It’s Round Two of Hello 2020 - this year’s incarnation of our annual start-of-year new music marathon - and, like Taylor Swift at an awards ceremony, we just can’t stop coming back to that stage.
Following last week’s first night slam-dunk with Heavy Lungs, Treeboy & Arc and Roxy Girls, tonight plays host to a cross-section of some of the capital’s grottier new talents (with a splash of Dublin charm thrown in for good measure), beginning with propulsive dirty dancefloor fiends PVA.
With a full room and a queue snaking through the venue to the front door, you don’t need a maths degree to see that there’s a fair heap of buzz circling the London trio right now. Having only been kicking around the scene for 18 months, it’s one that’s risen fast but in tandem with the group’s own rapidly-increasing confidence. Amping up the club-ready aspects, they might look like an indie band but tonight they turn the venue into a rave; with flashing orange lights and relentless, spiralling beats, their finest wares veer almost into techno territory. Singer Ella Harris’ speak-sing vocal emphasises the post-punk influences but, while PVA can happily sit on a bill alongside more traditional band set-ups, they’d fit just as well at the drug-addled 3am apex of a warehouse party. It’s sometimes punishing, but in the best way; when James Murphy instructed us all to dance ourselves clean, he probably had a cathartic bop to something like this in mind.
Dublin's Silverbacks, meanwhile, might have also pricked up ears off the back of excellent recent single 'Sirens', but you sense they're still finding their feet in terms of exactly what kind of band they want to be. At times, there's a certain Talking Heads vibe to singer Daniel O'Kelly's delivery, but at others, when he's sharing the mic with bassist and co-vocalist Emma Hanlon, it veers down a twee, Belle & Sebastian path that feels at odds with what came before. 'Sirens' remains their best song - a jagged slice of cool that cribs from New York's finest; they've obviously got the skills, Silverbacks just need to work out where they're putting them.
Shades-clad and dressed like a bunch of law-evading cowboys, Sleep Eaters, however, are having no such identity crisis. From the Tarantino twang that introduces their set, it's clear the quintet know exactly what their schtick is; who needs the wild west when you've got a pokey rehearsal room in south London? Landing somewhere between Black Lips' trailer park country vibe and Nick Cave's brooding storytelling, the likes of 'Life of Sin' and 'Bad Love' are atmospheric, noxious things that turn the Old Blue Last into a back-alley bar, crying out for a fight. Do some of the basslines sound like the theme tune for a cartoon baddy? Yes. Is that a good thing? How could it not be?!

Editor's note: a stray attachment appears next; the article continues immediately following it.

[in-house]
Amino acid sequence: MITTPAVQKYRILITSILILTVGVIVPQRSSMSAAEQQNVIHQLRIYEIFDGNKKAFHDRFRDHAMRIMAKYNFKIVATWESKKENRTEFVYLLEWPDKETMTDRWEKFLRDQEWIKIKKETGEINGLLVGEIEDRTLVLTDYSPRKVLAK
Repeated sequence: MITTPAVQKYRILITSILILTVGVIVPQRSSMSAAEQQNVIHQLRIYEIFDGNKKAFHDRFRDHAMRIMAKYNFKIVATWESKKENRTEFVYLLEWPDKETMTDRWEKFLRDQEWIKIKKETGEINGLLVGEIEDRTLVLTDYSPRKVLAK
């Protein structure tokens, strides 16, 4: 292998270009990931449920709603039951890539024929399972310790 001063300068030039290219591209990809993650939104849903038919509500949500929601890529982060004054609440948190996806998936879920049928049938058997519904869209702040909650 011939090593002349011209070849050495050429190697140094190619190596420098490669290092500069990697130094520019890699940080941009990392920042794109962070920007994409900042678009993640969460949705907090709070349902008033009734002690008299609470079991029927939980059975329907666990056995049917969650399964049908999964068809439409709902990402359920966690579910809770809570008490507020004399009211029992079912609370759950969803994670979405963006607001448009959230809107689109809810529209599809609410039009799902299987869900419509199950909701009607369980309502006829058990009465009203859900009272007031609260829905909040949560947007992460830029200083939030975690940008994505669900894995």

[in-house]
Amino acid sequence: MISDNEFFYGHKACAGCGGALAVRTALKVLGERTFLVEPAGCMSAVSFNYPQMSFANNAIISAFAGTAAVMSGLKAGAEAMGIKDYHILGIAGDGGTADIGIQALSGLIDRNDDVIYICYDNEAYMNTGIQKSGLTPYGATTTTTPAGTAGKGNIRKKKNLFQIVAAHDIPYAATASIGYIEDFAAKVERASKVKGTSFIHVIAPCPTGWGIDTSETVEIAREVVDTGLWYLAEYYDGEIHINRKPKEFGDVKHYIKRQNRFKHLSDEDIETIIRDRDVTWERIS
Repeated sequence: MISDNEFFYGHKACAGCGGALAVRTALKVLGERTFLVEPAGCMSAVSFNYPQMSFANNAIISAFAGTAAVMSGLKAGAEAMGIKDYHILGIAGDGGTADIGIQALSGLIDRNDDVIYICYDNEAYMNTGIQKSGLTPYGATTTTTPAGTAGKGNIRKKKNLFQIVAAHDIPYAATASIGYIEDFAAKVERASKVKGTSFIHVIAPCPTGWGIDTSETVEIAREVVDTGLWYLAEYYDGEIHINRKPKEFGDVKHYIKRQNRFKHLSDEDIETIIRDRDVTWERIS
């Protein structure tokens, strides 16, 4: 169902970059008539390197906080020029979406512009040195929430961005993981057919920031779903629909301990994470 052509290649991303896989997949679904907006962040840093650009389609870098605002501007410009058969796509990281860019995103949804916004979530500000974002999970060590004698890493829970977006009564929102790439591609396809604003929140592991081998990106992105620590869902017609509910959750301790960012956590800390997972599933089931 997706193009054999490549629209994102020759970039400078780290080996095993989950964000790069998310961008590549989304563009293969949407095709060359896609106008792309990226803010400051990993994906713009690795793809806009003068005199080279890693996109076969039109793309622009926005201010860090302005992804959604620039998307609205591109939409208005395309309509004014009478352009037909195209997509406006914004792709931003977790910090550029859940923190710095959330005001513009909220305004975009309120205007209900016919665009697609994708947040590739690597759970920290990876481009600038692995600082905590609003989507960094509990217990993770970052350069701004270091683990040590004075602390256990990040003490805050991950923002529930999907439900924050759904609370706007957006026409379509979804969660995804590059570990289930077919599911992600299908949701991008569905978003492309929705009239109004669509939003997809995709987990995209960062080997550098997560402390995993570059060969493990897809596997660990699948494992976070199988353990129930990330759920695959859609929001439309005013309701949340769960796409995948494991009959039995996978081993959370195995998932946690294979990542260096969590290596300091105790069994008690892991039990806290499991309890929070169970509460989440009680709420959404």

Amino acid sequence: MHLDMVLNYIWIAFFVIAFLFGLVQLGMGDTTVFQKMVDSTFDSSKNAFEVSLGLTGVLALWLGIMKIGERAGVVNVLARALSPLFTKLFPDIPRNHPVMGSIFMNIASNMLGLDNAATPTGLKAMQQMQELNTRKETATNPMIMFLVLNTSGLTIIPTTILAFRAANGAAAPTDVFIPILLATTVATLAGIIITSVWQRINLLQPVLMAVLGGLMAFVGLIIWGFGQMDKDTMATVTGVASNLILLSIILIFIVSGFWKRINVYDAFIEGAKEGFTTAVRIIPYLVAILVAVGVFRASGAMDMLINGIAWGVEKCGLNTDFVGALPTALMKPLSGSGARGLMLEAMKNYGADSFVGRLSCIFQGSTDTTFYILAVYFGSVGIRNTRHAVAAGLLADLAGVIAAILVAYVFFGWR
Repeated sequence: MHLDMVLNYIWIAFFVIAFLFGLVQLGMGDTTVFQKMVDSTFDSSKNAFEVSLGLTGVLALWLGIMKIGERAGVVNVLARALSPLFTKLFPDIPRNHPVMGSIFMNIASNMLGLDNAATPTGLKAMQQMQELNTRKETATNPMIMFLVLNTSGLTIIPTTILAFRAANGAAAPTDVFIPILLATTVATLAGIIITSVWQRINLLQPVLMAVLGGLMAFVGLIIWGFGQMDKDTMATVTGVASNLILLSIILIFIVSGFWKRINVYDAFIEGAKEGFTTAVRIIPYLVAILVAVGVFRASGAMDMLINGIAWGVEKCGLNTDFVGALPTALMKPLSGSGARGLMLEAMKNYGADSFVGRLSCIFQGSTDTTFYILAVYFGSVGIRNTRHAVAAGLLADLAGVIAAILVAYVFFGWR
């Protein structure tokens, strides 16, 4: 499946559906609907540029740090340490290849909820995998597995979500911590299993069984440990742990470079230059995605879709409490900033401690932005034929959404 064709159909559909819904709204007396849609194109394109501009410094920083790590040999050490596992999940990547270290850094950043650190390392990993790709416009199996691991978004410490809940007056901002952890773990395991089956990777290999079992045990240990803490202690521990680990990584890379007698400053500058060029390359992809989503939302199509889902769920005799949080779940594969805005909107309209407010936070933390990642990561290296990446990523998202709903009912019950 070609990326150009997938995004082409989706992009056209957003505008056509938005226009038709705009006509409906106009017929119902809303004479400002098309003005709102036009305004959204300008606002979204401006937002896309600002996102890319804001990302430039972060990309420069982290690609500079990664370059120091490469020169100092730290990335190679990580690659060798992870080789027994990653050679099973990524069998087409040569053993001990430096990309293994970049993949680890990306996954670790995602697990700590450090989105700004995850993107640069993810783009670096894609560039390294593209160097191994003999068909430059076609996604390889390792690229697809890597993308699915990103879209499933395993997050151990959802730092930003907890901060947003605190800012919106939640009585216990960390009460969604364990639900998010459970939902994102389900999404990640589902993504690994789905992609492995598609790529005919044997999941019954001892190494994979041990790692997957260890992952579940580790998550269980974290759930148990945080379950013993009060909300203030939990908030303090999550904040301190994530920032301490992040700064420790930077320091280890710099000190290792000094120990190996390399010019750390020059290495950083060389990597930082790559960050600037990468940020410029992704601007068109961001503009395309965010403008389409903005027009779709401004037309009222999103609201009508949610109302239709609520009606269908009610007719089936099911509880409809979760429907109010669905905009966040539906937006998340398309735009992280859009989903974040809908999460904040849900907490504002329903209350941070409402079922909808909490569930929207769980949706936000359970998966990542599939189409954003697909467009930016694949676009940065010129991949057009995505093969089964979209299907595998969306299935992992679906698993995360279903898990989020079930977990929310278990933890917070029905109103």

Closing out the night is the enigmatic Lazarus Kane, who leaps on stage sporting his signature #lewk of a sunglasses and kimono combo. Launching into debut track ‘Narcissus’, which dropped via Speedy Wunderground last year, the pop-funk bop remains his only official release, but throughout the set Lazarus proves he’s got even more funk-filled tricks up his silk kimono sleeve. New song ‘Get Clean’ sees his six-piece backing band flexing their musical muscles, cowbells at the ready, with an unabashed disco flair, and the whole affair ignites a big bizarro dance-a-thon. By the time Lazarus himself is dancing around - kimono, long gone - and cracking jokes in his American twang (which we’re still not sure is legit), it feels like we’ve been transported into some chaotic, alternative Bo Burnham musical comedy skit. But we would be lying if we said we weren’t 100% into it.